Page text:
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Path Difference and Coherence

To understand interference and diffraction patterns, it is important to understand path difference and coherence.

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  • Interference happens when any two waves are superimposed on one another.
    • But in most cases, this creates a very messy wave pattern.
  • To see a clear interference pattern, we need two waves that are coherent.
  • Coherent means that the two waves must have the same frequency and wavelength, and have a fixed phase relation.
    • Usually this fixed phase relation is zero.
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Path difference

  • The path difference between two waves is the difference in length travelled by the waves to get to a certain point.
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Path difference and interference

  • For two coherent wave sources:
  • If the path difference is a multiple of λ, the waves will be in phase and we will see constructive interference:
    • Path difference =nλ= nλ
  • If the path difference is a whole number plus a half λ, the waves will be exactly out of phase and we will see destructive interference:
    • Path difference =(n+12)λ= (n+\frac{1}2)\lambda

Young's Double-Slit Experiment

Young's famous double-slit experiment deals with the interference from two monochromatic, coherent sources. Monochromatic means all light is of the same wavelength.

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Producing coherent waves

  • To observe interference between two waves, we need two coherent sources.
  • We can use two separate sources for this - but it is often tricky to make sure they are coherent.
  • A useful trick is to shine a laser through two slits.
    • The laser produces monochromatic, coherent light.
    • The two slits then act like two identical sources of laser light.
    • The slits must have the same size and be comparable to the wavelength of the laser light to diffract it.
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Experiment layout

  • The diagram shows the production and interference of two coherent, monochromatic light waves.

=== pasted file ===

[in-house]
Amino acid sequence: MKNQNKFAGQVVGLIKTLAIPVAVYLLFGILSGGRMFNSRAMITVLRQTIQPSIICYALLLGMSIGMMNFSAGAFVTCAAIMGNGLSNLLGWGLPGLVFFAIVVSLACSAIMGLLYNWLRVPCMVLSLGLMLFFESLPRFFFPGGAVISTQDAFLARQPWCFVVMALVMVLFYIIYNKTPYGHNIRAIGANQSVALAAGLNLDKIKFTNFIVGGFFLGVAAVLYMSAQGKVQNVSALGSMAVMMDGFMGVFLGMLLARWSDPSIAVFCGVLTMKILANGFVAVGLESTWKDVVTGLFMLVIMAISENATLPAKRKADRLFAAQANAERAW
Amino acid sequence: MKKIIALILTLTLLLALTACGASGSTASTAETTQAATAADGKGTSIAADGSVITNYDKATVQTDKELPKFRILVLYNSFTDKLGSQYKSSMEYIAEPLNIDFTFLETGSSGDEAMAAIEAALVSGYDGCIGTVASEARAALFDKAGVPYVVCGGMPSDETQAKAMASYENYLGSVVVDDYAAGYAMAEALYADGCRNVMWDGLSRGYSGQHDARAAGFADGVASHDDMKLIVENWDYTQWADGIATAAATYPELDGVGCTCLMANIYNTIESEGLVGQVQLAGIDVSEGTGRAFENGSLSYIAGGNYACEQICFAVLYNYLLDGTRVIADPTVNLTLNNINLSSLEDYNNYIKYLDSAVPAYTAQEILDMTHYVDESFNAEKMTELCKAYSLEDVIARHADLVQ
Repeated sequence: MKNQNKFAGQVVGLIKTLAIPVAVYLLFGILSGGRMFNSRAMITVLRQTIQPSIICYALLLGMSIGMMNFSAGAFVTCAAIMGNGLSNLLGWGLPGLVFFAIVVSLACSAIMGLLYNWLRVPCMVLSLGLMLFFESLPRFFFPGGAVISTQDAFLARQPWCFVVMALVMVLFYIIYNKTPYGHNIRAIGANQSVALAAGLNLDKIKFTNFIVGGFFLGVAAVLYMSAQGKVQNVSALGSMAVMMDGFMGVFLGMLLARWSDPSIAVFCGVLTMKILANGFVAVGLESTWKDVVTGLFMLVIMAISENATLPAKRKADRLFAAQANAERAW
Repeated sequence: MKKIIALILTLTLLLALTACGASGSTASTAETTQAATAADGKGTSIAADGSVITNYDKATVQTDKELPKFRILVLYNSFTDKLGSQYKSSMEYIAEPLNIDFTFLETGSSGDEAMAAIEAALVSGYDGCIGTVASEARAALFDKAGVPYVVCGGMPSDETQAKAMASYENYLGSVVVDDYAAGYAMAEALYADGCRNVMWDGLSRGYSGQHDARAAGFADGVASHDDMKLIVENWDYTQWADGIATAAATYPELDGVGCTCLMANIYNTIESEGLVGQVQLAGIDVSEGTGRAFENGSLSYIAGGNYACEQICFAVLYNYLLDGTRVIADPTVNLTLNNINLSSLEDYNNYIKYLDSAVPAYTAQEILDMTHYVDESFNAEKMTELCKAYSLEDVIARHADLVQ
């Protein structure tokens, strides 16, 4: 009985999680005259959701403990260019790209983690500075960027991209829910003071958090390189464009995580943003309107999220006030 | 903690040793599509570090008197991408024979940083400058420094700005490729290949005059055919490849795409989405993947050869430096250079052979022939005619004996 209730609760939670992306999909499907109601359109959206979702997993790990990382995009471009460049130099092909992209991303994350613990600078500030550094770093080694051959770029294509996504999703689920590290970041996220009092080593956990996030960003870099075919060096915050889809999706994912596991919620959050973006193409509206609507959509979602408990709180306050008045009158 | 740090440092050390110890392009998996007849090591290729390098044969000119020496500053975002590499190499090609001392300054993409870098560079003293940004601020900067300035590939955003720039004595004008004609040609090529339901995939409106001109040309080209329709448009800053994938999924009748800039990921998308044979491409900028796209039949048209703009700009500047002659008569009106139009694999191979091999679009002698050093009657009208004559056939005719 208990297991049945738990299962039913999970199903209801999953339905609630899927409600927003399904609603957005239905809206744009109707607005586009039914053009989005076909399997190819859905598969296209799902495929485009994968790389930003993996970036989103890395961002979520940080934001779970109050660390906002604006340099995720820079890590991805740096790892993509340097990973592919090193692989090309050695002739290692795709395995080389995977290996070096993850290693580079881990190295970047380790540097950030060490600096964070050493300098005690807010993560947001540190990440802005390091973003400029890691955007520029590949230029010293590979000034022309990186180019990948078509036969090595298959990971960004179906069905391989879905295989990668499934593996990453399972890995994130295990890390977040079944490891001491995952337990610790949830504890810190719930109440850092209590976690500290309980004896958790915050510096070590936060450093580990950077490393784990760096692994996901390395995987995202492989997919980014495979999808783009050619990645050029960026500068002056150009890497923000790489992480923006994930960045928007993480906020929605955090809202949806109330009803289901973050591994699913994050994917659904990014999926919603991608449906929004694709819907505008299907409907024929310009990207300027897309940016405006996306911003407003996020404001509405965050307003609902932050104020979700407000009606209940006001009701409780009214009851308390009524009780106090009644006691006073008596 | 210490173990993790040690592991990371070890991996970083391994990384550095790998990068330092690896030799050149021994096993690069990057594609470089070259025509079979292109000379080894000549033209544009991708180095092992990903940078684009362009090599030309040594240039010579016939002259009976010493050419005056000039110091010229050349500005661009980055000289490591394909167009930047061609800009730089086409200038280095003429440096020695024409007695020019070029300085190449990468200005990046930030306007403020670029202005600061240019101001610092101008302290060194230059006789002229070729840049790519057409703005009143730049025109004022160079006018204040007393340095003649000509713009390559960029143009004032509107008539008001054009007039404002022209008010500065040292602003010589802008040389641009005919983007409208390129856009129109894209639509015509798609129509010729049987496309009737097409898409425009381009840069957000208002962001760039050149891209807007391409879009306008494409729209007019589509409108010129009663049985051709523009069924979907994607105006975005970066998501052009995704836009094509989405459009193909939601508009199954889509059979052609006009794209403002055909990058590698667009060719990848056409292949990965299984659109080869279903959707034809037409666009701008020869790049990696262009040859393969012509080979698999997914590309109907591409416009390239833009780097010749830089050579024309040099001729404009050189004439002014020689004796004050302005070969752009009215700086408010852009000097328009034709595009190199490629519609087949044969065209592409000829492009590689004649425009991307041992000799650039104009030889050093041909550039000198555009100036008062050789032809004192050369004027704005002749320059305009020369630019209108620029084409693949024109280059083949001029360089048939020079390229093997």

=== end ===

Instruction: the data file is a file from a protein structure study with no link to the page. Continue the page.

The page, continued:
• This produces a series of light and dark fringes corresponding to constructive and destructive interference.

Fringes in Young's Double Slit Experiment

We can calculate the spacing of fringes seen in the double-slit experiment.

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Fringe spacing

  • To calculate the spacing between bright fringes in the double-slit experiment, use the following equation:
    • w=λDsw = \frac{\lambda D}{s}
      • Where the fringe spacing is w, the wavelength is λ, the spacing between slits is s, and the distance from the slits to the screen is D.
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Average over many fringes

  • Normally, the fringe spacing is very small.
    • To ensure our measurement is accurate we measure across lots of fringes and divide by the number of fringe widths to find an average.
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Using white light

  • We can use white light instead of laser light in a double slit experiment.
  • Instead of clear bright and dark fringes:
    • The middle fringe is just bright white light.
    • All fringes are more spread out.
    • Side fringes have a spectrum of visible colours. Blue light diffracts less than red so is nearer the centre of the screen.

Jump to other topics

1Measurements & Errors

2Particles & Radiation


4Mechanics & Materials


6Further Mechanics & Thermal Physics (A2 only)

7Fields & Their Consequences (A2 only)

8Nuclear Physics (A2 only)

9Option: Astrophysics (A2 only)

10Option: Medical Physics (A2 only)

11Option: Engineering Physics (A2 only)

12Option: Turning Points in Physics (A2 only)

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